Criminal justice and law experts told the BGA the use of "stop-and-frisk" as a blanket strategy raises several red flags. One concern is that officers, left to their own discretion, may be stopping people for reasons that are questionable.
Some opponents also argue the practice infringes on privacy rights secured by the Fourth Amendment, which protects individuals from unreasonable searches and seizures.
Among the most scrutinized "stop-and-frisk" programs is the one implemented in New York City.
Mayor Michael Bloomberg and Police Commissioner Raymond Kelly adamantly defend their aggressive approach and say it has dramatically reduced the city's homicide rate. In 2012, the city recorded 419 murders, which was a 19 percent drop from the year before and the department's lowest homicide count in more than 50 years, according to New York City Police Department documents.
Recently, a federal judge ruled the tactics of the New York Police Department violated the constitutional rights of minorities and called for greater monitoring of the program. New York is appealing that ruling.
Delores Jones-Brown, a professor at the John Jay College Center on Race, Crime and Justice in New York City, researched NYPD records from 2003 to 2012 and found that nearly 88 percent of people stopped were African American or Latino.
During that same time period, in nearly 90 percent of all stops (regardless of the person's race), the suspected criminal was innocent, Jones-Brown's research found.
As a result, relations between the police and minority communities, which are an ongoing challenge, become even more strained, she adds.
"What we're finding in New York is when you intimidate everyone in the community then people aren't willing to cooperate with you to find the ones that are directly responsible," Jones-Brown said.
Craig Futterman, a clinical professor of law at the University of Chicago who is researching "stop-and-frisk" in Chicago, has found many of the same issues here, although he said it's difficult to analyze the data because the Chicago Police Department does not maintain the same level of documentation that is required of the NYPD.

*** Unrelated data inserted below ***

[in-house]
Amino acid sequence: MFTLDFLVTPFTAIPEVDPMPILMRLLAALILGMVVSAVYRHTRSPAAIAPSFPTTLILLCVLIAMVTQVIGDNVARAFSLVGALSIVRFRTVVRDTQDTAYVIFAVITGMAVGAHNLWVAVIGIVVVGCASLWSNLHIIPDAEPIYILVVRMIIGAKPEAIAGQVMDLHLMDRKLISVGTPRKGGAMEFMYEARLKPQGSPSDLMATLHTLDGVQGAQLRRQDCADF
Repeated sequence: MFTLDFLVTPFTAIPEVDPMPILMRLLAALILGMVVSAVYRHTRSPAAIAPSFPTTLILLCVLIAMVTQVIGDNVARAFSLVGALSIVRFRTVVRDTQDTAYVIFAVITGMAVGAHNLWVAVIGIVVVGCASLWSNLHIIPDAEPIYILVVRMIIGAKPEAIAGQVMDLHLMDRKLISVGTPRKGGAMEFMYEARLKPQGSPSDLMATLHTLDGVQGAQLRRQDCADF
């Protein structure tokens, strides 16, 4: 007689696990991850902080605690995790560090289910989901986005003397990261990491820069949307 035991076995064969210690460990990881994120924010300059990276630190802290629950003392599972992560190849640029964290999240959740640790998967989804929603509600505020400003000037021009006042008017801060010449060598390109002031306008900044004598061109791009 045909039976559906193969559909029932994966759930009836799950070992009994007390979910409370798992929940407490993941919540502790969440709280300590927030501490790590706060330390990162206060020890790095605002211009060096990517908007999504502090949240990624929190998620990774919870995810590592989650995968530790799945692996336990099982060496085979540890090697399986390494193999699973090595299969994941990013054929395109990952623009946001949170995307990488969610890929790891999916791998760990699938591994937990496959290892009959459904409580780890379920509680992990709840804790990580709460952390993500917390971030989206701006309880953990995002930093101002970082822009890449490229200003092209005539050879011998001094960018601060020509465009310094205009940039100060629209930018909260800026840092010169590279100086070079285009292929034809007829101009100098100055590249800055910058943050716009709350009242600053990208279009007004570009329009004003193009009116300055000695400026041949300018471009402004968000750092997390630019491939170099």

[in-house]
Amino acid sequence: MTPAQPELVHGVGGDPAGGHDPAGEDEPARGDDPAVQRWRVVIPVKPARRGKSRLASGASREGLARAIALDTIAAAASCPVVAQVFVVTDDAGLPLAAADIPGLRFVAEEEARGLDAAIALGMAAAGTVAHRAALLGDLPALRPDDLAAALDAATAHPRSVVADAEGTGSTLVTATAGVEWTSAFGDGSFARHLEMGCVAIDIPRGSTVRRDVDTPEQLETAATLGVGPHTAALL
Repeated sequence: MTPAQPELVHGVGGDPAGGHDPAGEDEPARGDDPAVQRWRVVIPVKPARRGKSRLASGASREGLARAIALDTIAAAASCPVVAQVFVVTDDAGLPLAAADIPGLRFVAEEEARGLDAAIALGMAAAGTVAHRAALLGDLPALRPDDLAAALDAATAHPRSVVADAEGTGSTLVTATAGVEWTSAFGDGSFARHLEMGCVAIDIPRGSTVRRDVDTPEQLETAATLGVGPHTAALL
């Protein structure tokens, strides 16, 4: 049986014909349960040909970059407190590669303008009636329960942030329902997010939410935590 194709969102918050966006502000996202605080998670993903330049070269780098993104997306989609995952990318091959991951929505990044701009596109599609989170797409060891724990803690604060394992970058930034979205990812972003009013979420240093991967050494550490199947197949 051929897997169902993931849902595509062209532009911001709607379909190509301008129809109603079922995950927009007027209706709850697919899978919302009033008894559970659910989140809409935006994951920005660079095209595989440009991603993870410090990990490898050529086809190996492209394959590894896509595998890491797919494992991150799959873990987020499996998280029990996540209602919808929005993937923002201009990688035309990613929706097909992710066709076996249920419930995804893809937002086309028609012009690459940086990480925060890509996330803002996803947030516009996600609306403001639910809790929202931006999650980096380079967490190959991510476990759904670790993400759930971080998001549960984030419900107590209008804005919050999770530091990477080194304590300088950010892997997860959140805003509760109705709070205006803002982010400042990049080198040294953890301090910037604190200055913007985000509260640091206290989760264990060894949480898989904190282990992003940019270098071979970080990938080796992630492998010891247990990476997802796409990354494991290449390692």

CPD officers "do create certain reports that could be used to track the incidents of ['stop-and-frisk'] but they're kept imperfectly and not systemically," Futterman said.
In Illinois, traffic stop information -- including the race of the driver and the reason for the stop – must be recorded pursuant to a racial profiling law, but no such requirement exists for sidewalk stops.
"As a result, what different police agencies do can be haphazard when information is recorded and not recorded because there are no state laws that govern or require it," Futterman said.
Overall, there's not a large difference in practice from Chicago to New York, just that in New York public officials have been more vocal about "stop-and-frisk", Futterman said.
"In New York, they've been far more transparent," he said. "In New York, they say we think this a good and sound police practice. Whereas in Chicago, we're doing it, but we're not making the same kind of public announcement about it, although it may be just as pervasive."
Evanston, a racially diverse community with a rich history of civil rights activism, has been supportive of its police chief's accelerated "stop-and-frisk" policy and many residents are hopeful that it will help curb violence, according to public officials.
"We've had no complaints and this is Evanston, home of civil liberties," said Mayor Elizabeth Tisdahl. "I am a card-carrying member of the ACLU, but we needed to do this and we need to keep our children safe."
Police recently arrested a teen with a loaded handgun and attributed it to the force's "stop-and-frisk" strategy.
By making its strategy public, more eyes will likely be watching Evanston as the program unfolds, and citizens may start to question whether police are stopping people for the right reasons.
The ACLU of Illinois recommends Evanston police officers thoroughly document each "stop-and-frisk" occurrence and that a supervisor reads each record to ensure the procedure was done properly with enough facts to justify the suspicion.
The ACLU also said the department should run a statistical analysis of the data on a periodical basis and then make that information available to the public.
Arthur Lurigio, a professor of criminal justice and psychology at Loyola University Chicago, said the Evanston police are tasked with a "tall order."
Ultimately, he said, the issue comes down to this question: "How far would you like the government to go to protect your safety at the risk of encroaching on your constitutional rights?"
This story was written and reported by the Better Government Association’s Katie Drews. She can be reached at firstname.lastname@example.org or (312) 821-9027.